National Geographic Channel - Original Air Date: 2005-6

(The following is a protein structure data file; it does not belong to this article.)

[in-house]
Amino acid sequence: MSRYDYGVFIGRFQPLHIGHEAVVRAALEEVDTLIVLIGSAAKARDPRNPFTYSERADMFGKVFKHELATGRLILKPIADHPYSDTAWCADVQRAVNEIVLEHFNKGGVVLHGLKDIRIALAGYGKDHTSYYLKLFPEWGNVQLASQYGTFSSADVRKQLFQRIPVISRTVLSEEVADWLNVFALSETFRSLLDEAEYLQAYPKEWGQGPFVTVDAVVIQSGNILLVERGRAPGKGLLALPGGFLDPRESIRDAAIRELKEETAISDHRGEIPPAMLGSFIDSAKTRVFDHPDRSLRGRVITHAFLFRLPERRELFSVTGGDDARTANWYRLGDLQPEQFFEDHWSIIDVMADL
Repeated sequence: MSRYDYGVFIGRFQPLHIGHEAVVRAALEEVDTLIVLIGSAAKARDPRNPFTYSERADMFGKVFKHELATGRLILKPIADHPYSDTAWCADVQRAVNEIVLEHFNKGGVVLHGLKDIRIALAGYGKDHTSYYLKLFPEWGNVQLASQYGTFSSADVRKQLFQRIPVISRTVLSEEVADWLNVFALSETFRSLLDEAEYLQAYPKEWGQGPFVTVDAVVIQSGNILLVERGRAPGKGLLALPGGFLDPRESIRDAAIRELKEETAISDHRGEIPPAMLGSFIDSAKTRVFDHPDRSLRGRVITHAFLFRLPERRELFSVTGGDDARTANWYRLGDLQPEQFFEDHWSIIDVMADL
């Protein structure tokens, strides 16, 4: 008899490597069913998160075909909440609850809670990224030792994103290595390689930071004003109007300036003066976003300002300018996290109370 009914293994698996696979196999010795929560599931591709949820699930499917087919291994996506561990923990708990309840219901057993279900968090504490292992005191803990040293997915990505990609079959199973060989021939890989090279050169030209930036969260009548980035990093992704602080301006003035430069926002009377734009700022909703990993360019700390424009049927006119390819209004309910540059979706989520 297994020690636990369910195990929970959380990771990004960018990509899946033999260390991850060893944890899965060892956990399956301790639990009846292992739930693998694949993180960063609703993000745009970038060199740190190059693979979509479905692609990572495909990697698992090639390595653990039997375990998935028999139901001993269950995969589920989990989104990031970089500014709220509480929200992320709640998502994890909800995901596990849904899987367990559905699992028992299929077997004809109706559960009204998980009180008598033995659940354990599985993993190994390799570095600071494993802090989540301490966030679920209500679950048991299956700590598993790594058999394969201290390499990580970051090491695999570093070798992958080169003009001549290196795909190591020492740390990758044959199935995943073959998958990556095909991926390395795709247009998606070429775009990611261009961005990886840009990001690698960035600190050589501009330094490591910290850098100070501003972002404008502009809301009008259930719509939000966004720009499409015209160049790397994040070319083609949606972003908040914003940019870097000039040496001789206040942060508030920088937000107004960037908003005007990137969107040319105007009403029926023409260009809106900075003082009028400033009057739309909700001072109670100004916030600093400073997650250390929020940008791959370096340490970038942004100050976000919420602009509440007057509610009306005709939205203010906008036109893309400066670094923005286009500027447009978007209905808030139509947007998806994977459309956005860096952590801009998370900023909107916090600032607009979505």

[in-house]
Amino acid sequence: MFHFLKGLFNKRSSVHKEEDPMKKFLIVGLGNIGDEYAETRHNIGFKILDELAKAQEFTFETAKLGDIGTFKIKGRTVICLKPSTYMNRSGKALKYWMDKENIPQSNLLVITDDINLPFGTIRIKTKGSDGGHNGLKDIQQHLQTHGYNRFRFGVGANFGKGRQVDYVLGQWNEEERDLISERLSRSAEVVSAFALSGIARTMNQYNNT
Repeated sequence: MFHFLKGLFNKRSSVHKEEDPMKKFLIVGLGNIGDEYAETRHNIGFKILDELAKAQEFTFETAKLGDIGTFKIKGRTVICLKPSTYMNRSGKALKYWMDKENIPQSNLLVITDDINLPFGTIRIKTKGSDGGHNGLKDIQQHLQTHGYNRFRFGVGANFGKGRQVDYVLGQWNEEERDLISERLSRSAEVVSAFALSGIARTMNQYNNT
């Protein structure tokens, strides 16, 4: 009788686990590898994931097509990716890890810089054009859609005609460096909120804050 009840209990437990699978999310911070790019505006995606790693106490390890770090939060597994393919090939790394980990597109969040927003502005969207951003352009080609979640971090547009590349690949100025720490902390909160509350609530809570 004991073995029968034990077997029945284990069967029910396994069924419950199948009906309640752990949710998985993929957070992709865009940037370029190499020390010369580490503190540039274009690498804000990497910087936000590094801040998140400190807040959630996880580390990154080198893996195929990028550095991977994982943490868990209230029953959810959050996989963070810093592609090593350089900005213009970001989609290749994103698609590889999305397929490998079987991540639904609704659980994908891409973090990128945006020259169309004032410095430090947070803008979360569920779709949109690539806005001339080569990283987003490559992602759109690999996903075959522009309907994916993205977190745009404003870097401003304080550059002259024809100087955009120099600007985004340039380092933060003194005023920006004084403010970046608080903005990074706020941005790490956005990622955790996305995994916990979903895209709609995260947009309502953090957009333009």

This episode of the show poses the question: are the psychics who solve cases gifted, or just lucky? The publisher of Skeptical Inquirer opines that psychic detectives merely waste police resources and give the families of victims false and unrealistic hopes. As usual, IIR looks at historical case studies and offers scientific explanations for seemingly supernatural phenomena. (See the recent review of IIR Psychic Animals for a list of some cold reading techniques employed by some psychics.) Many times, it seems, the facts of the psychics' successes become exaggerated -- mythologized -- over time. The supposed "solving" of the Jack the Ripper case by a psychic doesn't hold up to scrutiny. Nor did famed psychic Edgar Cayce do well in the Lindberg kidnapping -- in fact, he got it completely wrong. Nor have psychics done well on predicting assassinations - despite their claims to the contrary. The show features a college professor and former psychic who, now skeptical, teaches "cold reading" techniques to his students. Some psychics may not even know they're using these techniques. (It's worth checking out Darren Brown's show Mind Control, if you haven't for what one can achieve with stagecraft, illusion, and psychological techniques.) The show puts a psychic -- who teaches others to harness their gifts -- on a cold case of missing persons. The policeman working the case concludes that the psychic has produced no new or useful information in the case. They also test a dreaming psychic, who doesn't do so well detecting a news article in an envelope. (He says that he needs actual objects, not print reports.) They then test psychics, geographic profilers. and ordinary students to try to find the lair of criminals. Geographic profilers did best; the other two did no better than random chance. And examined predictions that "came true" seem to be either vague, or a case of "if you make enough predictions, some are bound to come true." Retrofitting predictions to fit the events (as they later come to be) seems to account for the rest. Again, I recommend checking out Mind Control or, if you prefer fiction, Psyche, for how it might really work.